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Amy Klobuchar ends bid to challenge Trump

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Minnesota Senator Amy Klobuchar will abandon her candidacy for the 2020 Democratic presidential nomination.

Senator Klobuchar came in a distant sixth place in Saturday's South Carolina primary.

Ms Klobuchar, 59, will join Joe Biden at his Dallas, Texas rally tonight to endorse the former vice-president, US media report.

The news comes on the heels of fellow moderate Pete Buttigieg suspending his campaign on Sunday.

Despite some strong debate performances and a surprise surge in the early primary voting state of New Hampshire, Ms Klobuchar failed to gain broader traction.

On the campaign trail, the Minnesota senator sold herself to moderate voters as the candidate who could win swing states back for the Democrats. However, her profile was largely eclipsed by centrist rivals Mr Biden, 77, and Mr Buttigieg, 38.

Ms Klobuchar's withdrawal comes on the eve of the so-called Super Tuesday primaries. On Tuesday, 14 US states will cast their votes to determine the Democratic presidential nominee.

With Ms Klobuchar's exit, five Democrats are left in the race to take on Republican President Donald Trump – Mr Biden, Bernie Sanders, Elizabeth Warren, Michael Bloomberg and Tulsi Gabbard. With the exception of Ms Gabbard, a Hawaii congresswoman, all are septuagenarians.

Seven delegates – representatives who will cast nominating votes for a candidate at the Democratic national convention in July – Ms Klobuchar had won from previous primaries are now free to vote for someone else. A candidate must win 1,990 delegates, gathered up from primary contests throughout the country, to win the nomination. Mr Sanders, the leftwing Vermont senator, currently leads the delegate count with 60 delegates, followed by Mr Biden with 54.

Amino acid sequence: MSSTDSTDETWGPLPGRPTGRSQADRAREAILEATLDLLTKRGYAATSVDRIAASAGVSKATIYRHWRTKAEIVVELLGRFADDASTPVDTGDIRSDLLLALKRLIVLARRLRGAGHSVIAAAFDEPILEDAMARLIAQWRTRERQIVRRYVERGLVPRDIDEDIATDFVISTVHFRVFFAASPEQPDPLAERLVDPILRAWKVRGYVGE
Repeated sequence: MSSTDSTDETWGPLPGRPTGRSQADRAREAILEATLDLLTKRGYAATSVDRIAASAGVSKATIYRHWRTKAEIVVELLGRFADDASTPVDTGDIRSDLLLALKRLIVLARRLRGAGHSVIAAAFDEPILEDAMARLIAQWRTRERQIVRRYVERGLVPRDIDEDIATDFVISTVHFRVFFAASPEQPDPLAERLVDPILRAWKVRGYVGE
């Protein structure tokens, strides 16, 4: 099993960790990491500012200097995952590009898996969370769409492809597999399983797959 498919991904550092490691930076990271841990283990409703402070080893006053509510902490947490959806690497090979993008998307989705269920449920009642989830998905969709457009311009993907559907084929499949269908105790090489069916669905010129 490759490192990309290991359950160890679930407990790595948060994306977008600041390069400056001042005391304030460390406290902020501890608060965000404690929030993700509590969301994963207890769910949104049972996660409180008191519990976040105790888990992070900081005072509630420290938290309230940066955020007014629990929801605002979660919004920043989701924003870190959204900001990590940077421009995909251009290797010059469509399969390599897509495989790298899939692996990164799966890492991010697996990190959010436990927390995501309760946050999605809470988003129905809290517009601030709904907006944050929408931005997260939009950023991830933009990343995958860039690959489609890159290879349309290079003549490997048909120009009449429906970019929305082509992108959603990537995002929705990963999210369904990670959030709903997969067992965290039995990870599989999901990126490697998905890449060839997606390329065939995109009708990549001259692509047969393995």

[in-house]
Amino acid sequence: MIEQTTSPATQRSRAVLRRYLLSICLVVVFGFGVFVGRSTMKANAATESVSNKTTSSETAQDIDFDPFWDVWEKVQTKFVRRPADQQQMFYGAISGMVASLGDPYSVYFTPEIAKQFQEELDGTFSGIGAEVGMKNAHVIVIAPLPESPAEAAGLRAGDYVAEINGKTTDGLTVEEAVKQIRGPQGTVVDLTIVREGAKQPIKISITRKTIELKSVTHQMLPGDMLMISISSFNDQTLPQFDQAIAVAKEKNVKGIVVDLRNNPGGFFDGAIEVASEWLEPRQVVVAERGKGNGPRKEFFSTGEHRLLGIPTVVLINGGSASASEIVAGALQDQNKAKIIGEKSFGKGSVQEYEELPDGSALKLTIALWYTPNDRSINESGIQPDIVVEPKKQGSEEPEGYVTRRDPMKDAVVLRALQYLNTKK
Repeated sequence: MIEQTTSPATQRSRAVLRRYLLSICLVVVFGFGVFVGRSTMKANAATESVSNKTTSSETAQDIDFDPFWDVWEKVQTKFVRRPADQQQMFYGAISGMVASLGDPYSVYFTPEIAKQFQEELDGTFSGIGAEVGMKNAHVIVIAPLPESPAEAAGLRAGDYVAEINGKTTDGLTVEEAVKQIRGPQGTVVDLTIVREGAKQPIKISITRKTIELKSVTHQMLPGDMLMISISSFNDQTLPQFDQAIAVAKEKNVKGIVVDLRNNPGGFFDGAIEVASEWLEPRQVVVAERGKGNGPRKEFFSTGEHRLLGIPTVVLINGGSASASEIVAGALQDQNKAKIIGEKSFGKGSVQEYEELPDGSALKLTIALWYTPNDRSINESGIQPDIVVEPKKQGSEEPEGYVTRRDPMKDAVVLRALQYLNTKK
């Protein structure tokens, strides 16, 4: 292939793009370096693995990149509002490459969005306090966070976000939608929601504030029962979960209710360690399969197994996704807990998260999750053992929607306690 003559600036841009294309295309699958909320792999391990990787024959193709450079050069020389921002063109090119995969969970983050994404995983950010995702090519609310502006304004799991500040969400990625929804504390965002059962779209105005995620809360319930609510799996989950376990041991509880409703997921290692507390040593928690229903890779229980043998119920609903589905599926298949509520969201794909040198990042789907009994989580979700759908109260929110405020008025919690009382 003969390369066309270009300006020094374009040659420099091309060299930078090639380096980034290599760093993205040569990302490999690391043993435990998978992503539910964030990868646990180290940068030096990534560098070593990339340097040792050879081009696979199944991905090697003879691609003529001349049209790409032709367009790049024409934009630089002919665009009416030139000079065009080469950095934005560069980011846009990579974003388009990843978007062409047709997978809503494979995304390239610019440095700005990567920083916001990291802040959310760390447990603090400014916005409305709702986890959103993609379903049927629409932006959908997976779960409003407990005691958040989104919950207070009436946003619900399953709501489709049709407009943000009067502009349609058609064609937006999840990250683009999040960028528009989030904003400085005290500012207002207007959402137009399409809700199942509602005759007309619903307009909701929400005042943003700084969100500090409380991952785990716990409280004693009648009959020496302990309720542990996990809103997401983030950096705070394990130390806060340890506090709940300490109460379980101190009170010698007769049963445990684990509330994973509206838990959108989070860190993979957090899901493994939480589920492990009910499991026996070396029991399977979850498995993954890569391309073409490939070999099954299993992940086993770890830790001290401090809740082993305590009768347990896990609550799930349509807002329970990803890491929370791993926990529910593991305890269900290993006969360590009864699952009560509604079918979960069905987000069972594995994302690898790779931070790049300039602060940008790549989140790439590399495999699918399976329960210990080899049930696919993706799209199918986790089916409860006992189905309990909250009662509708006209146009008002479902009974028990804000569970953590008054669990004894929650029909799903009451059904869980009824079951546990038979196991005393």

All aboard the Biden express

Seats on Joe Biden's campaign train are starting to fill up. Amy Klobuchar is heading to Dallas to share a stage with the former vice president on Monday night, while Pete Buttigieg is reportedly on the verge of announcing his endorsement as well.

The faceoff between Biden, the "establishment" candidate, and Bernie Sanders, the outsider, is taking shape – a contrast in styles and sensibilities that gives Democrats a clear choice between two directions to take the party.

It's not quite that simple, of course, as Elizabeth Warren seems set to stick around as a progressive-left alternative, while Michael Bloomberg continues to money-bomb his way into Super Tuesday.

Still, this represents a remarkable run of good fortune for Biden, who has been landing endorsements from Democratic politicians across the US the past few days.

Meanwhile, it may turn out that Sanders's big win in Nevada just over a week ago didn't give the VermonRead More – Source

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